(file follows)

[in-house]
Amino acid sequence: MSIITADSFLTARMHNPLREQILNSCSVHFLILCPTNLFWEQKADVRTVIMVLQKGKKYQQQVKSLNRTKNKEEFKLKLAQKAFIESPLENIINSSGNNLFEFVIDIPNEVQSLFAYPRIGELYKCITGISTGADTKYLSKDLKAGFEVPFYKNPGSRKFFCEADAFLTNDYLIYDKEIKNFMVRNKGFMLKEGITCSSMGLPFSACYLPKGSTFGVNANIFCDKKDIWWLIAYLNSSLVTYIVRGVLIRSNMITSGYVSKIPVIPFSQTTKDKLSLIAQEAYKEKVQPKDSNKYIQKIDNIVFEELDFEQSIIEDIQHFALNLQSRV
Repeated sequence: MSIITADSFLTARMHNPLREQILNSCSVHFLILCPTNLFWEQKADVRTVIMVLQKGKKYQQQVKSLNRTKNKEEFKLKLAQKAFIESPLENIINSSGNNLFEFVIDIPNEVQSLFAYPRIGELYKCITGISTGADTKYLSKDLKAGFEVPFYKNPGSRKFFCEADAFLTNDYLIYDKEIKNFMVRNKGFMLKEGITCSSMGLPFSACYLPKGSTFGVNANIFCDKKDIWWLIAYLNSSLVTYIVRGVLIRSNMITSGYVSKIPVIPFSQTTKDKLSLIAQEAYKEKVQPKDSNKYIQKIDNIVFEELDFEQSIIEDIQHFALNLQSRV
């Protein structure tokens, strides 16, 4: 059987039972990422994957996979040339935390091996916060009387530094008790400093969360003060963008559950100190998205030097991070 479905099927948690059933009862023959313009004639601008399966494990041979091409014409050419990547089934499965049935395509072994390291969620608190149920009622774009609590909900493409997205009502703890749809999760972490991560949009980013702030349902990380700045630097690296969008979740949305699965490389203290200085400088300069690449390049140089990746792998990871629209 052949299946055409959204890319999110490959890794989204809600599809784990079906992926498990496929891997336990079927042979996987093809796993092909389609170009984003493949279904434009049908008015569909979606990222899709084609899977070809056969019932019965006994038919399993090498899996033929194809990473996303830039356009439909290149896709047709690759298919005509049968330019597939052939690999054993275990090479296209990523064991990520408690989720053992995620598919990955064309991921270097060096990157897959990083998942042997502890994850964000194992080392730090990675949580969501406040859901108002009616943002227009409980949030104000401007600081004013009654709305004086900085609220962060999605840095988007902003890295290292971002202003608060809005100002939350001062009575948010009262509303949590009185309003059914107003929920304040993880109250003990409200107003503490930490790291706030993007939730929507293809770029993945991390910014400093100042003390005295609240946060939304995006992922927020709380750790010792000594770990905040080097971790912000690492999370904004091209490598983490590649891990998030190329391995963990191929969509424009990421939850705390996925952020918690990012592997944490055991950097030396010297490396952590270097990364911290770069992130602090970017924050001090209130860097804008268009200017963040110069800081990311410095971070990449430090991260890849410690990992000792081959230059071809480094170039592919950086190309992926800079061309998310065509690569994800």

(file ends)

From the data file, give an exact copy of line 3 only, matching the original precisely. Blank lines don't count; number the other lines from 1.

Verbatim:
Repeated sequence: MSIITADSFLTARMHNPLREQILNSCSVHFLILCPTNLFWEQKADVRTVIMVLQKGKKYQQQVKSLNRTKNKEEFKLKLAQKAFIESPLENIINSSGNNLFEFVIDIPNEVQSLFAYPRIGELYKCITGISTGADTKYLSKDLKAGFEVPFYKNPGSRKFFCEADAFLTNDYLIYDKEIKNFMVRNKGFMLKEGITCSSMGLPFSACYLPKGSTFGVNANIFCDKKDIWWLIAYLNSSLVTYIVRGVLIRSNMITSGYVSKIPVIPFSQTTKDKLSLIAQEAYKEKVQPKDSNKYIQKIDNIVFEELDFEQSIIEDIQHFALNLQSRV